Teachers generally are not designing lessons around explicit goals to teach students how to communicate effectively with voice-activated technologies. But one real-world consequence of using voice tech as a classroom tool is that students become more familiar with how the tools function and will be able to use them more effectively in the workplace. Some educators, while acknowledging unresolved privacy issues, emphasize that getting experience using these technologies could help students later in life become critical evaluators and developers of them.
“We all just need to make sure that we’re giving the students opportunity to know how the things happening now could impact the future,” said Rachelle Dene Poth, who teaches foreign languages and STEAM at Riverview Junior/Senior High in Oakmont, Pa.
Poth has asked students in her Spanish class to ask Siri to read them a children’s story from Bolivia, and to respond to questions she can’t immediately answer. In the process, she helps them understand the pace of technological evolution by explaining how she would have found that information when she was a student.
“We had to go to the library, look it up in a book,” Poth said. “It’s not just instant knowledge coming at you.”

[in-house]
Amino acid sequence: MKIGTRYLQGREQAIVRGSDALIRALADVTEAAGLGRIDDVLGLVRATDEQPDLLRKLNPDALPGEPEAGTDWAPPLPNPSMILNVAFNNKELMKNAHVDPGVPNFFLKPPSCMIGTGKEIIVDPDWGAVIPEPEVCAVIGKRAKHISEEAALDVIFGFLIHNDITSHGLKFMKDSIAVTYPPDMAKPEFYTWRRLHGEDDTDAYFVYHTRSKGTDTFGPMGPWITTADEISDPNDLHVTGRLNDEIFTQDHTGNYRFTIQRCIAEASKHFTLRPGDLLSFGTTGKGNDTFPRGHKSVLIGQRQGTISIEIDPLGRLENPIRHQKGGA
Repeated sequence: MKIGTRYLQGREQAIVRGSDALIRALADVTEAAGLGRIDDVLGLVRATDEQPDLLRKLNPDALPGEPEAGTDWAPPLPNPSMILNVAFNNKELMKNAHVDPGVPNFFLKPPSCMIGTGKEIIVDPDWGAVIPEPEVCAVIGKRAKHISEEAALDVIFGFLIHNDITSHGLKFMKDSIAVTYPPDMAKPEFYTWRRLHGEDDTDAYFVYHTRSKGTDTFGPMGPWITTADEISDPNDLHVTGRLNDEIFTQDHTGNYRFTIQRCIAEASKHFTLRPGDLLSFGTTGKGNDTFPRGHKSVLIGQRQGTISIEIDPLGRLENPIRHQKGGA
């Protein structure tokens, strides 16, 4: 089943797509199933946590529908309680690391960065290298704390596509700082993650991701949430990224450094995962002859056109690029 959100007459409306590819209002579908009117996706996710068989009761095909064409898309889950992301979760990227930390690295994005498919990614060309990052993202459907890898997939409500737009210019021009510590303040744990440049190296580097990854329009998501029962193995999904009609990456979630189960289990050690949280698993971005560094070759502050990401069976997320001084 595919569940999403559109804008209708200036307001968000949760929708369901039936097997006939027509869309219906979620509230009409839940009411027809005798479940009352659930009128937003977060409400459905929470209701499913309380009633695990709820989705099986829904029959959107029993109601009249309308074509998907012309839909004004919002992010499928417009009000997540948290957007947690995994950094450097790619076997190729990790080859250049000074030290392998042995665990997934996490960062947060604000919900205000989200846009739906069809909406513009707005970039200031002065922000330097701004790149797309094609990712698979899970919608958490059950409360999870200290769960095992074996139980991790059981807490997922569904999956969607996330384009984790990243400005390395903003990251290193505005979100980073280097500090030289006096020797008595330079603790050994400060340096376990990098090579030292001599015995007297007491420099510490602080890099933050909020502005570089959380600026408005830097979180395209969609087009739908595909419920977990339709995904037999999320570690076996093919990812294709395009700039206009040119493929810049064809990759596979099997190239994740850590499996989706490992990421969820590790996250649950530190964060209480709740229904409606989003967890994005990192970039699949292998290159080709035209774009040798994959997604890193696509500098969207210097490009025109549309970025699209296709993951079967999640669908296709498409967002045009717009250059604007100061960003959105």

Testing Classroom Use
During the 2017-18 school year, Tonia Dousay, an associate professor of education at the University of Idaho’s Doceo Center for Innovation + Learning, conducted a study in which she and a colleague used voice assistants and other artificial intelligence tools in classrooms across four Idaho K-12 school districts. She witnessed a wide range of uses, from helping students with learning disabilities develop communication skills to getting students excited about specific research projects.
In a geography class Dousay observed, students got into a heated debate when an Amazon Alexa told them the capital of Australia was different from what they had previously learned. They realized that Australia has had several capital cities, which led them to wonder why, and where else such transitions had occurred.
“This could have been completely missed had it been a traditional classroom,” Dousay said.
Knowing how to get the most out of voice assistants, while understanding that they’re fallible, will be essential as workforce needs evolve, according to Sanjay Pothen, the director of Emerson Launch, the entrepreneurial hub at Emerson College in Boston.